Healthcare Law Alert: $30 Billion of the Public Health and Social Services Emergency Fund Paid to Healthcare Providers
April 13, 2020 – On Friday, April 10, 2020, the Centers for Medicare & Medicaid Services (CMS) began to release to eligible healthcare providers $30 billion of the $100 billion available from the Public Health and Social Services Emergency Fund (PHSSEF) through direct deposit into business bank accounts. Participating Medicare Providers (Providers), if they have not already done so, should monitor their practice’s bank accounts, as CMS did not alert Providers that payments were forthcoming. Practices that do not have direct deposit and receive their payments by check, should receive a payment in the coming weeks.
Under the program, there is no application for the PHSSEF Payment (Payment). Rather, each medical practice automatically receives a Payment in an amount based upon the receipt of Medicare fee-for-service (FFS) reimbursements in 2019. However, as described below, the practice may need to return the amount of Payment to CMS, so it is critical that Providers become aware of any such Payment that is received. The Payment is supposed to have a payment description of “HHS PAYMENT,” however some Providers have reported receiving deposits with the payment description “HHS STIMULUS.” It is important that the source of the Payment be identified and distinguished from any payment that is received pursuant to other federal programs, because as described below, a practice may be required to return the Payment to CMS.
Estimating How Much the Payment Will Be
HHS has provided a formula for Providers to estimate how much their Payment will be: The practice’s 2019 Medicare FFS payments received (not including Medicare Advantage) divided by $484 billion and then multiplied by $30 billion.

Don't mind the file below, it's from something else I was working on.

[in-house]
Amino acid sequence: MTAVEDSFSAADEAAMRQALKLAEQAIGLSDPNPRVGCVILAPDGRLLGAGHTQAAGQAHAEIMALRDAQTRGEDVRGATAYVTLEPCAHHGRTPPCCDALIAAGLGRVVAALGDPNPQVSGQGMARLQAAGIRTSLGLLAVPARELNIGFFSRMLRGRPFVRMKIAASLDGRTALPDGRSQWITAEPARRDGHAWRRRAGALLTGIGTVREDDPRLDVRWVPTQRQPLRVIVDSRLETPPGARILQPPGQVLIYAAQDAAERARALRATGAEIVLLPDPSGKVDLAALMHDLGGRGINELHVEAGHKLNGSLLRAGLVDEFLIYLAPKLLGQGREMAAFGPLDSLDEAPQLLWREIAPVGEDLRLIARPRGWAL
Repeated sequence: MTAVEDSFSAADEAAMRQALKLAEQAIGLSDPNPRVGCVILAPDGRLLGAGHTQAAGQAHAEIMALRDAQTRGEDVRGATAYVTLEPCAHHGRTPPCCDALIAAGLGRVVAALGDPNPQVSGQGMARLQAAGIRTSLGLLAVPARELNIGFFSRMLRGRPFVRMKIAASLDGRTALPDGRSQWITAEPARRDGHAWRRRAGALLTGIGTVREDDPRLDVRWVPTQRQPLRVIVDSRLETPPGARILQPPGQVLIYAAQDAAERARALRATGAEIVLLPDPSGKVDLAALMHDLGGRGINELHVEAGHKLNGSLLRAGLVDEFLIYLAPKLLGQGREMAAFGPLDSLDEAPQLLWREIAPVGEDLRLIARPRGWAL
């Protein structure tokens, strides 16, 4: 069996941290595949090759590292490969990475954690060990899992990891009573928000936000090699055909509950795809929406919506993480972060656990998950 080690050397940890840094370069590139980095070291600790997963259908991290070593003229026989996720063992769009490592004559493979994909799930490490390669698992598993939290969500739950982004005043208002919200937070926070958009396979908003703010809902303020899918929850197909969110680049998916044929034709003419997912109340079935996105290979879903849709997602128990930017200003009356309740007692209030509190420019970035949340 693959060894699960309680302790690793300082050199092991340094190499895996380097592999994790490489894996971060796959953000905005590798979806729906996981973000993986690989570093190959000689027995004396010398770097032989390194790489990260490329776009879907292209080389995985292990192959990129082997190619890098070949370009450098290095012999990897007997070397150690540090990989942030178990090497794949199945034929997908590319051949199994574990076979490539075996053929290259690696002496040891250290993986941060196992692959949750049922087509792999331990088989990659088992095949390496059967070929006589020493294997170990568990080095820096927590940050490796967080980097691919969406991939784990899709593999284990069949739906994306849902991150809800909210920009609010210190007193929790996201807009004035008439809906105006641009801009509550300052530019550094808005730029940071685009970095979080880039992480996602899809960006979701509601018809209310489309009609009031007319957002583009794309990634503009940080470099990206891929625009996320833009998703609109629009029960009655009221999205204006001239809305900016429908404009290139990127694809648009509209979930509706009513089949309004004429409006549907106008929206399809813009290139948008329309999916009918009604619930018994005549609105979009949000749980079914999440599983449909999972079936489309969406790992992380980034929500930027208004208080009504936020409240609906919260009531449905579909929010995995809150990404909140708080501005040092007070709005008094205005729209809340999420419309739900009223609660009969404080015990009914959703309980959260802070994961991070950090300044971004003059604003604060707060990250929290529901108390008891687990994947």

Next Steps After Receiving the Payment
The Payment is not a loan and will not need to be repaid, so long as certain terms and conditions are met.
First, within 30 days of receiving a PHSSEF Payment, a representative of the practice will need to sign an attestation confirming receipt of the Payment and accepting the Terms and Conditions, as listed below. The portal for this attestation is not currently open, but HHS has advised that it will be available during the week of April 13. However, the Terms and Conditions are currently available and should be carefully reviewed. If the practice does not meet the Terms and Conditions, the money must be returned.
Overview of the Terms and Conditions as Announced by HHS
- The practice will need to certify that it: 1) billed Medicare in 2019; 2) currently provides diagnoses, testing, or care for individuals with possible or actual cases of COVID-19; 3) its physicians are not currently terminated from participation in Medicare; 4) is not currently excluded from participation in Medicare, Medicaid, and other Federal health care programs; and 5) does not currently have Medicare billing privileges revoked.
- The practice will be required to certify that the Payment will only be used to prevent, prepare for, and respond to coronavirus, and shall reimburse the Recipient only for healthcare-related expenses or lost revenues that are attributable to coronavirus.
- The practice will be required to certify that the Payment will not be used to reimburse expenses or losses that have been reimbursed from other sources or that other sources are obligated to reimburse. For example, if a practice receives an SBA loan under a federal relief program related to the coronavirus pandemic and uses those funds to pay employee salaries and related expenses, the practice cannot certify that it utilized funds received under the Payment for the same physician salaries.